Americans motivated by religious faith will be zealous to protect the liberty to express and to act on that faith. That will mean vigorously opposing same-sex marriage whenever possible. Where such opposition appears—at least in the short run—futile (as in Massachusetts, Iowa, New York, and Washington, D.C.), perhaps it is time for sympathetic law-makers to start enacting “conscience clause” protections—comparable to those that protect medical professionals from being compelled to perform abortions—for justices of the peace, fertility doctors, wedding caterers and photographers, and others who will find themselves forced to choose between their careers and their convictions. If they cannot prevent the enactment (often by judicial fiat) of same-sex marriage laws, lawmakers should at least be able to give an opt-out to citizens who object to homosexuality for religious reasons. Bartleby would understand.

This article first appeared in the Spring 2011 issue of The Family in America and is reprinted with permission of the author. The first part of this essay appeared in Crisis Tuesday, January 1.

11. Matthew J. Franck, “Religion, Reason, and Same-Sex Marriage,” First Things (May 2011), p. 51.

12. “Army: Court-Martial Chaplains for ‘Religious, Conscience’ Objection to Homosexuality,” Catholic Citizens of Illinois, March 24, 2011,

13. Nisbet, The Quest for Community, p. 220.

14. Francky, “Religion, Reason, and Same-Sex Marriage,” p. 50.

15. Herman Melville, “Bartleby the Scrivener” (1853), American Literature: The Makers and the Making,ed. Cleanth Brooks, R. W. B. Lewis, and Robert Penn Warren (New York: St. Martin’s, 1973), 1:842–59.

16. Anthony Kennedy, with John Paul Stevens, David Souter, Ruth Bader Ginsburg, and Stephen Breyer, John Geddes Lawrence and Tyron Garner v. Texas.

17. Cahn and Carbone, Red Families v. Blue Families, pp. 65 and 226, 22n.

18. Cf. Ian Stewart, The Mathematics of Life (New York: Basic, 2011), pp. 118–19.

19. Cf. Leonard A. Cole, review of Not in Our Genes: Biology, Ideology and Human Nature by R. C. Lewontin, Leon J. Kamin, and Steven Rose, Politics and the Life Sciences 4.2 (1986): 200–201.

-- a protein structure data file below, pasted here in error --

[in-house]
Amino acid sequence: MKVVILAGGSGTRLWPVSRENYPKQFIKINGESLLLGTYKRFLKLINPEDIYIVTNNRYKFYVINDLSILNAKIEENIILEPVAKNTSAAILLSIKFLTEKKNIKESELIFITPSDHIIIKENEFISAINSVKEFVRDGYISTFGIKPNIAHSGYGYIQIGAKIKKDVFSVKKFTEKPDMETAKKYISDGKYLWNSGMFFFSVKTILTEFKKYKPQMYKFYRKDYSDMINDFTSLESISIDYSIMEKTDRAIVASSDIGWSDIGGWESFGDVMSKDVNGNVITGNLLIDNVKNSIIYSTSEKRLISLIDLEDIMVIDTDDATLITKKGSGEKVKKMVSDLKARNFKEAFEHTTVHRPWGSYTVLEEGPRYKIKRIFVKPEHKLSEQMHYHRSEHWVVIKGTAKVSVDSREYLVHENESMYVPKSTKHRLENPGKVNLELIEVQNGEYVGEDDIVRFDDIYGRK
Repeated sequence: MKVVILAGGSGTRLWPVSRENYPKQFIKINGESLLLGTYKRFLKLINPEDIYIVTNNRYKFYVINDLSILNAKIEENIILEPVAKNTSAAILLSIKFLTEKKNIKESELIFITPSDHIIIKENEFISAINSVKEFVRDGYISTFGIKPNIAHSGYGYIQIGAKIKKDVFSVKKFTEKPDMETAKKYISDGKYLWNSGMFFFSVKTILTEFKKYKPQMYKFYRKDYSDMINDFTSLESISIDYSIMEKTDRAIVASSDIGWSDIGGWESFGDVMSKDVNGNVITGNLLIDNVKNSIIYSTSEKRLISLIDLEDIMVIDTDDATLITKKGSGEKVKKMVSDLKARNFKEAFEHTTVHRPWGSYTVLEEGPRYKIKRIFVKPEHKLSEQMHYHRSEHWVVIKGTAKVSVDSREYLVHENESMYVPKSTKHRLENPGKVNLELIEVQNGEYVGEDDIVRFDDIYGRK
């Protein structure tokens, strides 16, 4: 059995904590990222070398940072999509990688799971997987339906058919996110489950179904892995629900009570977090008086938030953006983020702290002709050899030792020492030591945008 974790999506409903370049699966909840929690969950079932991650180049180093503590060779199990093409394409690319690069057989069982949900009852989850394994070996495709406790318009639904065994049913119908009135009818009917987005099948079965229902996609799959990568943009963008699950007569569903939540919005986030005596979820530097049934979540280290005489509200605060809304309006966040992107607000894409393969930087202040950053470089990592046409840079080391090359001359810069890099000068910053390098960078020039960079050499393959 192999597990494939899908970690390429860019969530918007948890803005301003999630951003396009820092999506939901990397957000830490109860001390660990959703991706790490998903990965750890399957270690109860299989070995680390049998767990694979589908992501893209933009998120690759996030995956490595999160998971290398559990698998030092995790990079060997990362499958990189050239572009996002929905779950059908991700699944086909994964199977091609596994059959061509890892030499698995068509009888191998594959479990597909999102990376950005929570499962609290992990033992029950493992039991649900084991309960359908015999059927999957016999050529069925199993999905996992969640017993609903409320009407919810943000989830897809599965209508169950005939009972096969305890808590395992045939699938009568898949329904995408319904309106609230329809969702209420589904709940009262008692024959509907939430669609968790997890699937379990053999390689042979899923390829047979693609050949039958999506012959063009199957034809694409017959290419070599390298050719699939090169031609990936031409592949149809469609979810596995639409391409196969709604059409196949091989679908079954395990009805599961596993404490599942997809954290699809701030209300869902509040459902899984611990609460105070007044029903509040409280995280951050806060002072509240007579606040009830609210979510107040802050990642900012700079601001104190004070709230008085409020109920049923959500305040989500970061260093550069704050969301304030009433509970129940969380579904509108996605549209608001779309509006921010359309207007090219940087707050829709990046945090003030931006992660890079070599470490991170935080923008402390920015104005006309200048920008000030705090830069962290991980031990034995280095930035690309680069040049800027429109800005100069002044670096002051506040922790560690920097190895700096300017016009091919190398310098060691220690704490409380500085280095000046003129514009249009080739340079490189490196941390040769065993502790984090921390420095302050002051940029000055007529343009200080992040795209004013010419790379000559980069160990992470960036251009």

20. Cf. Gregory B. Lewis, “Black-White Differences in Attitudes toward Homosexuality and Gay Rights,” The Public Opinion Quarterly 67.1 (2003): 59–78.

21. Cf. Patrick J. Egan and Kenneth Sherrill, “California’s Proposition 8 and America’s Racial and Ethnic Divides on Same‐Sex Marriage.” Working Paper, January 2010,

22. Cf. Jim Baggott, The Quantum Story: A History in 40 Moments (New York: Oxford, 2011), p. 150.

23. David Ramsay Steele, “My Orwell Right or Wrong,” review of Why Orwell Matters, by Christopher Hitchens, Libertarian Alliance, 2003,

24. Arthur Kirsch, Auden and Christianity (New Haven: Yale University Press, 2005), pp. 172–73.

25. John Sutherland, Stephen Spender: A Literary Life (New York: Oxford University Press, 2004), p. 168.

26. Hermann Kurzke, Thomas Mann: Life as a Work of Art. A Biography (Princeton: Princeton University Press, 2002), pp. 412–14, 486.

27. Theo G. M. Sandfort et al., “Same-Sex Sexual Behavior and Psychiatric Disorders,” Archives of General Psychiatry 58 (2001): 85-91; Michael King et al., “A Systematic Review of Mental Disorder, Suicide, and Deliberate Self-Harm in Lesbian, Gay and Bisexual people,” BMC Psychiatry 8 (August 18, 2008): 70.

28. Compared to men who do not, men who have sex with men are more than 46 times more likely to contract syphilis, and more than 44 times more likely to contract HIV. “Gay Men Still More Likely to Contract HIV,” BC Medical Journal 52.4 (May 2010): web.

29. M. A. Bellis et al., “Re-Emerging Syphilis in Gay Men: A Case-Control Study of Behavioural Risk Factors and HIV Status,” Journal of Epidemiology and Community Health 56.3 (2002): 235–36.

30. Franck, “Religion, Reason, and Same-Sex Marriage.”

31. Thomas Aquinas, “Aquinas on Law,” Medieval Source Book, ed. Paul Halsall. Fordham University Center for Medieval Studies, 2006. Web.

32. Frederick Bastiat, The Law (1850; rpt. New York: Cosimo Classics, 2006), p. 11.

33. Cf. Charles J. Russo, “Same-Sex Marriage and Public School Curricula,” What’s the Harm? Does Legalizing Same-Sex Marriage Really Harm Individuals, Families, or Society? ed. Lynn D. Wardle (Lanham, Md.: University Press of America, 2008), pp. 355–73.

34. Cf. Robert D. Putnam and David E. Campbell, American Grace: How Religion Divides and Unites Us (New York: Simon and Schuster, 2010).

35. Cf. Ron Sider, “Bearing Better Witness,” First Things (December 2010), pp. 47–50.


Bryce J. Christensen teaches composition and literature at Southern Utah University. He is the author of Divided We Fall: Family Discord and the Fracturing of America (2005) and Utopia Against the Family (1990). He earned his doctorate in English literature at Marquette University in 1984.